3. Choose your candy donation route wisely. Find that neighborhood that gives out full-size candy bars to help make the most effective use of your valuable time... and caloric intake plans. It's not always the wealthiest neighborhoods who give out the best chocolate. (Those streets are instead usually filled with dentists who pass out toothbrushes and stay-at-home yoga moms who distribute gluten-free cookies.) Instead, look for the "aspirational" middle-class neighborhoods with Pinterest-inspired yard displays.

4. Play the "keeping up with the Joneses" card to your advantage. Once you're handed your candy, look it over and mention how nice it is that someone's still "keeping it real" and not distributing  some overpriced limited edition Swiss chocolate  like their neighbors are. Don't be surprised if you're suddenly gifted with more candy.

5. Visiting friends or neighbors you know well? Master the "presentation of the baby" technique. This is most effective with summer babies, because they're still squishy little lumps by Halloween. Hold out your child with both hands while dangling a candy bag from your forearm. Remember: the reason for the season is to show off your superior gene pool and infant costuming skills, State multiple times that "you only stopped by to say hi",  then casually remark that you feel your sugar level dropping dangerously.  (Bonus point if you say that you hope you're not taking anything away from the other neighborhood kids as you plunge your manicured fist into the candy bowl.)

6. Feeling a little self-conscious asking for candy for a child who isn't even teething yet? (Which means you might have a residual shred of self-respect...) No problem! Let your little pumpkin do most of the work himself with a custom t-shirt or hand-written poster board sign. Feeling extra sassy? Tell your "mark" that your kid designed it herself.

7. Knocking on strangers' doors? Keep the spouse/ significant other waiting at the street, so homeowners might think you're a struggling single parent and take pity on you. No only will you get candy, but maybe also even some canned goods. This strategy works best when your town's trick-or-treat hours are at night: otherwise, you beloved looks like either a creepy stalker or a thief casing the joint.

Follow these tips religiously to significantly increase the odds you'll be in a sugar coma 'til Thanksgiving. And Happy Halloween from all of us at Janusian Gallery.

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Photo courtesy of Used with permission.

Friday, October 7, 2016

More New Hampshire Fall Foliage Photos

Headed to New Hampshire's White Mountains today for some pre-holiday weekend shooting and hiking. Purely a personal project:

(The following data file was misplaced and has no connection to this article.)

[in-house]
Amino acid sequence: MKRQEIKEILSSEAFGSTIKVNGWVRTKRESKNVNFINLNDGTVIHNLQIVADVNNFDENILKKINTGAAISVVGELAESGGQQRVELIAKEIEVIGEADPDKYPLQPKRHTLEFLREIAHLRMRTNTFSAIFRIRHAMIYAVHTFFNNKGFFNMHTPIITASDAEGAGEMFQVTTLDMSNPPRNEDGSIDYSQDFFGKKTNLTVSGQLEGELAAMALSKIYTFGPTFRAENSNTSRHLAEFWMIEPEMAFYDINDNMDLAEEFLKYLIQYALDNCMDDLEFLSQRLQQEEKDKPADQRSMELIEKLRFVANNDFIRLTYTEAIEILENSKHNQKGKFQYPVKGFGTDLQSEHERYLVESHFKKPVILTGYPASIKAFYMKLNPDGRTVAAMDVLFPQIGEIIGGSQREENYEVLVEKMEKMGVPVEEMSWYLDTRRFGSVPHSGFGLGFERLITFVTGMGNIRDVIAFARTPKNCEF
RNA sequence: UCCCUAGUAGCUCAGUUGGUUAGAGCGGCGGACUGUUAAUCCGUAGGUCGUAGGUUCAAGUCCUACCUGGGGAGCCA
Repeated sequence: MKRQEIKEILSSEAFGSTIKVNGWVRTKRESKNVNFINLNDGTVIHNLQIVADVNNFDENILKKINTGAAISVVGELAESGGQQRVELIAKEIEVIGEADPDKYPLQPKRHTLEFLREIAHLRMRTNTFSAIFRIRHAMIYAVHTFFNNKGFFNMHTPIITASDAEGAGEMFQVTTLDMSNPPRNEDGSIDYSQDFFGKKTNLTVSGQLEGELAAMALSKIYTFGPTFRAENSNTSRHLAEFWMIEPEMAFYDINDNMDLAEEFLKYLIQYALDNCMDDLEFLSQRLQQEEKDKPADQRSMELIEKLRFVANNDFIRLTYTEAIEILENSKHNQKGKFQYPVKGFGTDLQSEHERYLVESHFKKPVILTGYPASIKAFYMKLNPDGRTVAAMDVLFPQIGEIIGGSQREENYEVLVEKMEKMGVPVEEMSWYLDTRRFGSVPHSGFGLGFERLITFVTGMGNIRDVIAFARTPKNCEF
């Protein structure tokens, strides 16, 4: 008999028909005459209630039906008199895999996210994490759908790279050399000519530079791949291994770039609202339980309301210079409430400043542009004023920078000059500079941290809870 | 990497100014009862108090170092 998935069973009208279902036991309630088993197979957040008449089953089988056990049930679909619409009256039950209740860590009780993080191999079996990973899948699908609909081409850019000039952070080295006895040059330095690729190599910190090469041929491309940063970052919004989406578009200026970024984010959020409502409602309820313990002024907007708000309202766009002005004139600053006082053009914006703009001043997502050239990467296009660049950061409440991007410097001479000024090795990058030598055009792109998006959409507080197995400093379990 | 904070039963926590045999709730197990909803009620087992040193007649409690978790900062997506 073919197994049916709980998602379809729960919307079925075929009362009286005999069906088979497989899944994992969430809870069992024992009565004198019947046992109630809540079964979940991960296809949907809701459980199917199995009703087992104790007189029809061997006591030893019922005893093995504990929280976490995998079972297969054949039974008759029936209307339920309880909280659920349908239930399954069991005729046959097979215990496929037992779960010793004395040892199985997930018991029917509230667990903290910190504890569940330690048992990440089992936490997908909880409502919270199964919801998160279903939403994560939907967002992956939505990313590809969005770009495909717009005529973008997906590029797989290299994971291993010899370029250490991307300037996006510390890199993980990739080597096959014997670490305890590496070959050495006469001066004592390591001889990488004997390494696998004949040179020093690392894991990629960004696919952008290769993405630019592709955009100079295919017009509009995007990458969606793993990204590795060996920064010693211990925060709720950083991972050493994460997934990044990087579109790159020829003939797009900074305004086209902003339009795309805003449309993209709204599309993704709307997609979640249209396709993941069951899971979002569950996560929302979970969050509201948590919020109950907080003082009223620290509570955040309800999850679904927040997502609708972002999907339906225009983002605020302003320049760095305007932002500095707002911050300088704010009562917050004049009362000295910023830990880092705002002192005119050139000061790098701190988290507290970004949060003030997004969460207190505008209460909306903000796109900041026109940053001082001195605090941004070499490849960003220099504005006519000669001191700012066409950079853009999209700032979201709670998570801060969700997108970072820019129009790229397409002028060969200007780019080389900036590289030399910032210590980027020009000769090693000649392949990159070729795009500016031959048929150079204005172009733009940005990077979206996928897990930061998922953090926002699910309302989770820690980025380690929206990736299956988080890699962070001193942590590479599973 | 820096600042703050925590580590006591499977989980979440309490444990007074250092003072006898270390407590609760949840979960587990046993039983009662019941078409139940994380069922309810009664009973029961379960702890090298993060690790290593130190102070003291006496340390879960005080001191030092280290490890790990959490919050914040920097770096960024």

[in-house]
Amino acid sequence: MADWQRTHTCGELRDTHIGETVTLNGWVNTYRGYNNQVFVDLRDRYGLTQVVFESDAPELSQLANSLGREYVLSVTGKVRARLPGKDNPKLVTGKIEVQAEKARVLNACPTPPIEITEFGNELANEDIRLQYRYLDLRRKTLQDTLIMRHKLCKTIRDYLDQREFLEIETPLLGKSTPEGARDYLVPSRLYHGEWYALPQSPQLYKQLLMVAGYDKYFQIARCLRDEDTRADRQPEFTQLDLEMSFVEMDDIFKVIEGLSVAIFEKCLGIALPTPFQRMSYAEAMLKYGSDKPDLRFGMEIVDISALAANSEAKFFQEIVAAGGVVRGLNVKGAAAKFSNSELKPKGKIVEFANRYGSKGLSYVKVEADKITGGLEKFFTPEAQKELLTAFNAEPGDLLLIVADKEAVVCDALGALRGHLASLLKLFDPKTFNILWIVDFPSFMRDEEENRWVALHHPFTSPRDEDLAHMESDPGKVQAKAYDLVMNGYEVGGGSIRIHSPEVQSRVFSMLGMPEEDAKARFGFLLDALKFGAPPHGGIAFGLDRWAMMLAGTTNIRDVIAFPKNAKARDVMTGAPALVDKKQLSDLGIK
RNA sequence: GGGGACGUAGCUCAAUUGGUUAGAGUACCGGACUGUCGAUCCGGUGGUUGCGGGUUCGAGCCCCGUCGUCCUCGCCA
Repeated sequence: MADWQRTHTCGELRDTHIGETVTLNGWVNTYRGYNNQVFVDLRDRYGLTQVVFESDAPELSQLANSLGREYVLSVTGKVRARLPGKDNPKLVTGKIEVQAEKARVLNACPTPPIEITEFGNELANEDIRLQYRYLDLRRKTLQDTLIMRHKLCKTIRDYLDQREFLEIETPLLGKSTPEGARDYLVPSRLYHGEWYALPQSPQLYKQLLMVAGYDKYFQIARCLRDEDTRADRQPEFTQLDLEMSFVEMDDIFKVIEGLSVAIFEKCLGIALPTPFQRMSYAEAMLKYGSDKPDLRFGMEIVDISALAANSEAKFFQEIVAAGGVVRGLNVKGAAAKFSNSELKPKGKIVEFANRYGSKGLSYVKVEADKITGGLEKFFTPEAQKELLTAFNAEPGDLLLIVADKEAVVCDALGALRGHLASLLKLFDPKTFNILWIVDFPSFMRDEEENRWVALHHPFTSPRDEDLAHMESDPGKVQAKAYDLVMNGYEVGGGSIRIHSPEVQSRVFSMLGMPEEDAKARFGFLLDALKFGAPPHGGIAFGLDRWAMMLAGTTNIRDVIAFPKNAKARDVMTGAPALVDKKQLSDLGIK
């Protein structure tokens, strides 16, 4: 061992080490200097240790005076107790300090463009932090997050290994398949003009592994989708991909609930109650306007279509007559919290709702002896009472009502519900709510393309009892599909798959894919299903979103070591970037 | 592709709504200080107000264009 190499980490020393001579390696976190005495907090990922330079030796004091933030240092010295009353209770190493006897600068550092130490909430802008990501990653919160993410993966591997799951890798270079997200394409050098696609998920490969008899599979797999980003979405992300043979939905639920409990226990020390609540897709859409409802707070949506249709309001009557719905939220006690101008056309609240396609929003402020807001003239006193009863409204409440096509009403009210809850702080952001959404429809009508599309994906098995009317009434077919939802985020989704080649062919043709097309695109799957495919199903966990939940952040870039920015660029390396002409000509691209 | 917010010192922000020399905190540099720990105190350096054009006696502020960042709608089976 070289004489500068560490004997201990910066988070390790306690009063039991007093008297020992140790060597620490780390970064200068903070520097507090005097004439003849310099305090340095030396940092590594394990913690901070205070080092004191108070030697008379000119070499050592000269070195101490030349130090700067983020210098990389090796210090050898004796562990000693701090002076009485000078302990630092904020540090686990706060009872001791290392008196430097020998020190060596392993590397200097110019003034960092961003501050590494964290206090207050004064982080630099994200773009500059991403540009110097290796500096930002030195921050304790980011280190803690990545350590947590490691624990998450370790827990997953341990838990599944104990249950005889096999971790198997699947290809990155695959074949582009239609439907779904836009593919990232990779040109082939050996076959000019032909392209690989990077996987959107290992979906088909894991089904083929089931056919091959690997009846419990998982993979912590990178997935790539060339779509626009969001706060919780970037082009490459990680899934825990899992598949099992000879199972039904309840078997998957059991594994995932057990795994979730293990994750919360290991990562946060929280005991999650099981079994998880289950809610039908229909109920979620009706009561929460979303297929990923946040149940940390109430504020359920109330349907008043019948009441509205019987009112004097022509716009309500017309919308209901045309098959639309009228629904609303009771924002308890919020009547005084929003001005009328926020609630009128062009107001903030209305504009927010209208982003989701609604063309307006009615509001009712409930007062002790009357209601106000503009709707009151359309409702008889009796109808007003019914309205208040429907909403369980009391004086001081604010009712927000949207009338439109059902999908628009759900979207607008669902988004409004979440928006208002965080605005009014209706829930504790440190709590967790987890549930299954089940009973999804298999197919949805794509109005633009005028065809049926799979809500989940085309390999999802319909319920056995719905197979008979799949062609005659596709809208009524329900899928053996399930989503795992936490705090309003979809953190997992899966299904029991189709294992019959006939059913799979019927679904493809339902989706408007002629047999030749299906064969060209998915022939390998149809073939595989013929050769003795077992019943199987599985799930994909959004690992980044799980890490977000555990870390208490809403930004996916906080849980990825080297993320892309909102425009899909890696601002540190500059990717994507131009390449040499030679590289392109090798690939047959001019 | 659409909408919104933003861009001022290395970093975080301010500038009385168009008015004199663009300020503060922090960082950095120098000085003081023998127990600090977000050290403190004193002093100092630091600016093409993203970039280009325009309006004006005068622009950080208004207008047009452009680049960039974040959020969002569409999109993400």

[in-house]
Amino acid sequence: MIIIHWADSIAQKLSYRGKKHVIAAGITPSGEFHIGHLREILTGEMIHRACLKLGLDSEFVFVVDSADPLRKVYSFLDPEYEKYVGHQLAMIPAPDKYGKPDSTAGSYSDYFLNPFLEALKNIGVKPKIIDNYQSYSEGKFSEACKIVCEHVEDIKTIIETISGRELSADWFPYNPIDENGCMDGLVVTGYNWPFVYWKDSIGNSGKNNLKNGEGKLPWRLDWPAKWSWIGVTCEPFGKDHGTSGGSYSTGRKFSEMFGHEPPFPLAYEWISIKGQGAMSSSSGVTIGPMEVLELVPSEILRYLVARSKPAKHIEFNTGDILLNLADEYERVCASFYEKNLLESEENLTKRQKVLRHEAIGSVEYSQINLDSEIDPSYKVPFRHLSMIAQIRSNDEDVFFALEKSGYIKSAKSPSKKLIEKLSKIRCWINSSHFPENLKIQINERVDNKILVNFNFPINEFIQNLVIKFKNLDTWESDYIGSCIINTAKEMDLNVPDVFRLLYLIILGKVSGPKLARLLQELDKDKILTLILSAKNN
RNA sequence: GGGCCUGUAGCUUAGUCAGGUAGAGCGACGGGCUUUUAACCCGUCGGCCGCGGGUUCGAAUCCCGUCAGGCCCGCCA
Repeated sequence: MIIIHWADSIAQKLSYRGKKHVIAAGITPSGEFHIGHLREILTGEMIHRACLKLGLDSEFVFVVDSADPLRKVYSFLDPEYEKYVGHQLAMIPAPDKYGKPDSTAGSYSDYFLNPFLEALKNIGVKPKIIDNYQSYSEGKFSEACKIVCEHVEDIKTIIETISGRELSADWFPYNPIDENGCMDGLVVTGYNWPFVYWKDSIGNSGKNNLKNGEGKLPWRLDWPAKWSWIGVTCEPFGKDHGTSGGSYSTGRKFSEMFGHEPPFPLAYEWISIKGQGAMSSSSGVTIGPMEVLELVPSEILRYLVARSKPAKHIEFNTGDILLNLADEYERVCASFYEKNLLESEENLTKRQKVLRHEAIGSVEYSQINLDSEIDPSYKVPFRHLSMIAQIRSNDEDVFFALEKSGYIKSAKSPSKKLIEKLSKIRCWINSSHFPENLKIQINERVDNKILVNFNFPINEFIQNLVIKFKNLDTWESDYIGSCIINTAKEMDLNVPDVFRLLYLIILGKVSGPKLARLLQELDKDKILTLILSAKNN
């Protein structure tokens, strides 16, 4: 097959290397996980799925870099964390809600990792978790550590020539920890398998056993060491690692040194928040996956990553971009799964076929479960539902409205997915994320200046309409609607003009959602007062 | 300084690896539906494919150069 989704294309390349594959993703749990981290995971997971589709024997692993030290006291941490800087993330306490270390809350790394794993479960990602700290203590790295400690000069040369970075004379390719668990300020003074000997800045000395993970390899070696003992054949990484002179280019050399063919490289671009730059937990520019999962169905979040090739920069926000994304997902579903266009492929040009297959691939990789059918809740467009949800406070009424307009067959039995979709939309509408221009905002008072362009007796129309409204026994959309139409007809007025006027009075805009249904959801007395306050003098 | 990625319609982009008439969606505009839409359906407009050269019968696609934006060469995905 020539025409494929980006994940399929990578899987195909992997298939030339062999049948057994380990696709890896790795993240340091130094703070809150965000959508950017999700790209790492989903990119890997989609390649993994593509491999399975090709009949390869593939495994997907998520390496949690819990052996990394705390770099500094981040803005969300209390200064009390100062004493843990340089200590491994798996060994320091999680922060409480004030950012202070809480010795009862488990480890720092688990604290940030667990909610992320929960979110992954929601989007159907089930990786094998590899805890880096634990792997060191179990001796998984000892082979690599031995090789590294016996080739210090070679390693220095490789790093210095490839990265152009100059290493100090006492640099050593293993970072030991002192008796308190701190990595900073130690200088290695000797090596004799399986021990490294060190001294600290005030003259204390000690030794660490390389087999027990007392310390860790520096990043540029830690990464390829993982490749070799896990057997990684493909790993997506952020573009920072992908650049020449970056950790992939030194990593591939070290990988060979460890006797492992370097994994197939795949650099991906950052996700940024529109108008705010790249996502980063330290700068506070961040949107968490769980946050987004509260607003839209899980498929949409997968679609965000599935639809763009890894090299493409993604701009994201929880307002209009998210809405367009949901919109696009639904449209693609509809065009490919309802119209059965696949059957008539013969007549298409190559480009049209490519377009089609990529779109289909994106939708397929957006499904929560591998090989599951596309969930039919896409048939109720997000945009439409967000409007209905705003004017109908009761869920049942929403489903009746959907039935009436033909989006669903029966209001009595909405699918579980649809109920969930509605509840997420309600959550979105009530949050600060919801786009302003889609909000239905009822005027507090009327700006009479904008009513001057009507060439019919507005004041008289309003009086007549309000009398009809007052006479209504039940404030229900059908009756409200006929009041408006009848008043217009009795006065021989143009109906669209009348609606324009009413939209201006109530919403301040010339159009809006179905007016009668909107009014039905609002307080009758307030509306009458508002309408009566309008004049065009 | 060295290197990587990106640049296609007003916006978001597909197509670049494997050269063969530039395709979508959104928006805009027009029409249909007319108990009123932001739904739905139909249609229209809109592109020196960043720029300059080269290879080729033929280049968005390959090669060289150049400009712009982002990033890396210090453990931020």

Above: Frame a landscape with a tree branch to add visual interest.
Above: The water came so close to the trees that it's hard to tell where the reflection begins.
Above: The eye-shaped knot in this white birch tree makes it seem as if it's looking at trail visitors.
Above: The "rule of thirds" helps organize a photo with several points of interest.
Above: Leaf shadow on a rock.
Above: This row of brilliantly-colored trees help create a focal point.
Above: The row of green trees in the foreground helps accent the mountain of trees behind it.
Above: The vivid reflections add to the Walden-type feel of this Tamworth lake photo.
Above: This yellow bush stands out against the darker trees behind it. Photos don't need a riot of color to evoke the feeling of fall.
Inspired to do some shooting on your own? Click HERE for tips on how to take outstanding fall foliage photographs.
-Lynne Guimond Sabean
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All photos copyright (c) 2016 Lynne Guimond Sabean for Janusian Gallery.

Sunday, October 2, 2016

Autumn Shooting on a Rainy Day

"Neither rain, nor snow, nor sleet nor dark of night..." While most of us may know this an the unofficial postal worker creed, it could also apply to photographing the fall season here in New Hampshire. So many factors go into when the leaves change that it's become quite the art to predict when the best time to shoot is each year.

We didn't let a gloomy weather forecast discourage us from taking out the camera today. Below are some photos we shot today during rain and mist:

The above picture is of a tiny leaf on an abandoned, moss-covered car hood.

The above picture is a detail of an iron fountain. We liked the chipped edge: just think how strong something had to be to do the chipping!

We noticed this red leaf from about 30 feet away and had to take a closer look.

Sometimes, rolling fog sets off the brilliant tree colors even better than does a clear blue sky, as in the above photo.

We get distracted by flowing water at any time of year. Neither shot used a tripod. Instead, we set for 1/8 sec. shutter priority, braced ourselves against nearby railings and trees, and set the camera for multiple shots.

And while you're at it, why not take a pic of the railing itself, too?

These bright yellow mums were outside the welcome center in Lincoln, NH.

Inspired to do some shooting on your own? Click HERE for tips on how to take outstanding fall foliage photographs. It'll give you more inspiration and advice for making the most of whatever Mother Nature sends your way.

-Lynne Guimond Sabean

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All photos copyright (c) 2016 Lynne Guimond Sabean for Janusian Gallery.